Multipath occurs when there is a large barrier with several openings in it. The barrier might be either a series of building near the transmitter or a mountain range a short distance away.


Multipath can also occur when the terrain between you and the Transmission tower is mostly flat. Often TV signals are angled downward slightly, usually the result of diffraction over an obstacle in the distance. If there is mostly-flat ground in front of the antenna, the ground reflection can be efficient. The result is a striped region of alternating strong and weak layers parallel to the ground. The ground doesn’t have to be as flat as you might guess for these layers to form. Weeds, shrubs, and trees are mostly transparent to VHF. A surface wet from rain will usually be 100% reflective.
This layering problem is greatest for UHF. The distance from a very strong spot to a very weak spot can be as little as three feet. But weeds might save you.


Stand where the antenna will go and look toward the  ground in the direction of the transmitter. If you see weeds or shrubs or trees, you are OK. If you see lawn or dirt or pavement then you likely have some layering.

Thus there are cases where lowering the antenna might put it in a stronger signal. So, while the following siting technique is unorthodox, the result is very credible:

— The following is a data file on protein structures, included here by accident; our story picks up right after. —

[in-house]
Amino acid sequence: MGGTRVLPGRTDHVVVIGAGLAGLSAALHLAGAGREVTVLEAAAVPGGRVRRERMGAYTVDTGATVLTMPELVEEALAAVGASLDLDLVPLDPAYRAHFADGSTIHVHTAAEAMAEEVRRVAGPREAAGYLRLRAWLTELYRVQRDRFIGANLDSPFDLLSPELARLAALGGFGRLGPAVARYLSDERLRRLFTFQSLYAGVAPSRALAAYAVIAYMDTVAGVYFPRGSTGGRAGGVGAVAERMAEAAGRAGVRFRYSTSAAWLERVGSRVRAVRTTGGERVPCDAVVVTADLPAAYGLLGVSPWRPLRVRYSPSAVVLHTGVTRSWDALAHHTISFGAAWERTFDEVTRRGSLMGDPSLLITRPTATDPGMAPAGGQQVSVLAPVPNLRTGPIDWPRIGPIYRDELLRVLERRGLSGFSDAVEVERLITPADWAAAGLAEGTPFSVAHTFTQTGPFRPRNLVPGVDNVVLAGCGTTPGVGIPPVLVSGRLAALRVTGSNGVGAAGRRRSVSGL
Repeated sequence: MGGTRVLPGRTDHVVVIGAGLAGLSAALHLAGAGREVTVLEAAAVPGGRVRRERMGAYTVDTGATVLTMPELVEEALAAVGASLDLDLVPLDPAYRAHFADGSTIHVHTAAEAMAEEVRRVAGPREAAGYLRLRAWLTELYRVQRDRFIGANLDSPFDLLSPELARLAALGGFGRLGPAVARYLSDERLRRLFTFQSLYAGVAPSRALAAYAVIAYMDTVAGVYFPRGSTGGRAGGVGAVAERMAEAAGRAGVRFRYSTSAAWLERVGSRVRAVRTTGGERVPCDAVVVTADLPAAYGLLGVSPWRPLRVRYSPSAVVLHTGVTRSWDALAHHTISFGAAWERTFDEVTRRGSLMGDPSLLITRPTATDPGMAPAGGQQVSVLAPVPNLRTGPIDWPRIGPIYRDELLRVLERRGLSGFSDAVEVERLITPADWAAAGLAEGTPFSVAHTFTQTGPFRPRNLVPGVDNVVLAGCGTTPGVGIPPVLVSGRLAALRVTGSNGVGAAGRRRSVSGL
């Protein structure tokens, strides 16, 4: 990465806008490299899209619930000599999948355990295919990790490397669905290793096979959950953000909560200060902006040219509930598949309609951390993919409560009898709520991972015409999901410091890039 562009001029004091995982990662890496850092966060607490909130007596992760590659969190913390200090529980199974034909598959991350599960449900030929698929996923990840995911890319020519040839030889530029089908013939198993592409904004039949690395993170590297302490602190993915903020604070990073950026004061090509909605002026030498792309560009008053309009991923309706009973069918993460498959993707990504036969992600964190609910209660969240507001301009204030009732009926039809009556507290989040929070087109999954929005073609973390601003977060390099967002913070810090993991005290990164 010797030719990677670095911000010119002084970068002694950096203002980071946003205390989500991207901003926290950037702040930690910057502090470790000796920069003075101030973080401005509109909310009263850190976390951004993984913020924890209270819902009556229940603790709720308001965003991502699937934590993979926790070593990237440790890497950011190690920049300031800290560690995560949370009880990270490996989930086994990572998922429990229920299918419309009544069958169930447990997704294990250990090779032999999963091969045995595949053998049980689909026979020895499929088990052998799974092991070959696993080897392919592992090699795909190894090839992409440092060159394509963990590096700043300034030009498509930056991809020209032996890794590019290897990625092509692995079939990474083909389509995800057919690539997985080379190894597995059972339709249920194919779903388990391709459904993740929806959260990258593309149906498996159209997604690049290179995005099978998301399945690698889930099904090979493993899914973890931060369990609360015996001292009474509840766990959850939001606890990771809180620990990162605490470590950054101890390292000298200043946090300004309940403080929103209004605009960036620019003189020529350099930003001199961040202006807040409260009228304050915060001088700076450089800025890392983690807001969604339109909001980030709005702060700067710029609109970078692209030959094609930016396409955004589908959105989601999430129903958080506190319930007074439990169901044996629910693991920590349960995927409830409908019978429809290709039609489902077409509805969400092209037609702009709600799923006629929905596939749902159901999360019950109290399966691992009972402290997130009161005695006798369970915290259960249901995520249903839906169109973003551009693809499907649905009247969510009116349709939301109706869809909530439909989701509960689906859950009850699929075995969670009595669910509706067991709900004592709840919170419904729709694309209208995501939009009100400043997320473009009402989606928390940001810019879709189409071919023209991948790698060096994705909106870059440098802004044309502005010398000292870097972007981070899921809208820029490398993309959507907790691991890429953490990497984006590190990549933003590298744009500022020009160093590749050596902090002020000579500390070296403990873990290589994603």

When two signals cross each other you have an overlap called Multipath. Multipath is a problem with Digital TV as the competing signals can cause the signal strength to fluctuate or you may loose signal altogether.

Two competing signals create a series of weak and strong spots. If you are in a weak spot, it might be helpful to try moving the antenna to the left or right until you find a strong spot.
It may also be helpful to raise or lower the height of the antenna. Sometimes the weak and strong spots are parallel to the ground and raising or lowering the antenna may raise it from a weak spot to a strong spot.

An antenna has an aperture, over which all incoming signal is collected. In this diagram the aperture is positioned to collect signal from two layers. But adjacent layers always have opposite polarity, and subtract. Thus this antenna is picking up no signal at all (assuming a 100% efficient ground reflection):

When layering is present, if a larger antenna is necessary, choose an antenna whose aperture is wider, not taller. Otherwise you may find the new antenna works no better than the old one. (The experts at Solid Signal can assist you in determining the best antenna for your area.)

Tall Trees close to a transmitter or in the line of sight can be the bane of your television’s signal.

This Tree blocks 90% of the UHF signal within 120 to 180 feet of the tree.

If the antenna is behind a tree, it is in overlapping fields: a weak field that passes through the tree plus a weak field that is diffracted around the tree. Overlapping fields are complicated, with strong spots and weak spots. This will be true even if the tree is not a perfect sphere. If you get a UHF antenna to work behind a tree, you will likely see dropouts when the wind blows because the strong and weak spots will move around as the tree deforms. Even in a good-signal neighborhood it is inadvisable to put a UHF antenna behind a tree.

The Author of this article thanks you for reading it, and hopes that you enjoyed it.